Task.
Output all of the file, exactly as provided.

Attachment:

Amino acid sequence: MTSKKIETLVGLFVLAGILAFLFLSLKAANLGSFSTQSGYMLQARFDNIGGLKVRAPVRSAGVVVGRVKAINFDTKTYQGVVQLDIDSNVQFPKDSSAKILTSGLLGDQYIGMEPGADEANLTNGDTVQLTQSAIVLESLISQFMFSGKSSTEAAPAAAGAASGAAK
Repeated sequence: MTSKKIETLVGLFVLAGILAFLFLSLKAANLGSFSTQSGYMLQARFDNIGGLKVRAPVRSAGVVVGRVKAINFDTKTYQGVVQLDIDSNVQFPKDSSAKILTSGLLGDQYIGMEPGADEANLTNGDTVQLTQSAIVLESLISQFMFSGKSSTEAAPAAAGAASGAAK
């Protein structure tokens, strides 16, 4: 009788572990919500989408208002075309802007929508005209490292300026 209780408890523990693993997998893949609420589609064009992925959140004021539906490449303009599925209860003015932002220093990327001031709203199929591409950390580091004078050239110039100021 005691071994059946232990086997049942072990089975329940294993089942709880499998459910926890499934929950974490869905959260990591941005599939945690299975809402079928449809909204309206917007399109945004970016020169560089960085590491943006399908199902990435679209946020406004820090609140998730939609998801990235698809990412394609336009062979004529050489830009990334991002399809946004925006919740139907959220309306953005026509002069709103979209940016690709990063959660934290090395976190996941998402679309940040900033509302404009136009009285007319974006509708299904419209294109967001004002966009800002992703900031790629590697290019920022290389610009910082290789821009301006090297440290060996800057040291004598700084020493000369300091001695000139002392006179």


Amino acid sequence: MTSKKIETLVGLFVLAGILAFLFLSLKAANLGSFSTQSGYMLQARFDNIGGLKVRAPVRSAGVVVGRVKAINFDTKTYQGVVQLDIDSNVQFPKDSSAKILTSGLLGDQYIGMEPGADEANLTNGDTVQLTQSAIVLESLISQFMFSGKSSTEAAPAAAGAASGAAK
Repeated sequence: MTSKKIETLVGLFVLAGILAFLFLSLKAANLGSFSTQSGYMLQARFDNIGGLKVRAPVRSAGVVVGRVKAINFDTKTYQGVVQLDIDSNVQFPKDSSAKILTSGLLGDQYIGMEPGADEANLTNGDTVQLTQSAIVLESLISQFMFSGKSSTEAAPAAAGAASGAAK
């Protein structure tokens, strides 16, 4: 009788572990919500989408208002075309802007929508005209490292300026 209780408890523990693993997998893949609420589609064009992925959140004021539906490449303009599925209860003015932002220093990327001031709203199929591409950390580091004078050239110039100021 005691071994059946232990086997049942072990089975329940294993089942709880499998459910926890499934929950974490869905959260990591941005599939945690299975809402079928449809909204309206917007399109945004970016020169560089960085590491943006399908199902990435679209946020406004820090609140998730939609998801990235698809990412394609336009062979004529050489830009990334991002399809946004925006919740139907959220309306953005026509002069709103979209940016690709990063959660934290090395976190996941998402679309940040900033509302404009136009009285007319974006509708299904419209294109967001004002966009800002992703900031790629590697290019920022290389610009910082290789821009301006090297440290060996800057040291004598700084020493000369300091001695000139002392006179």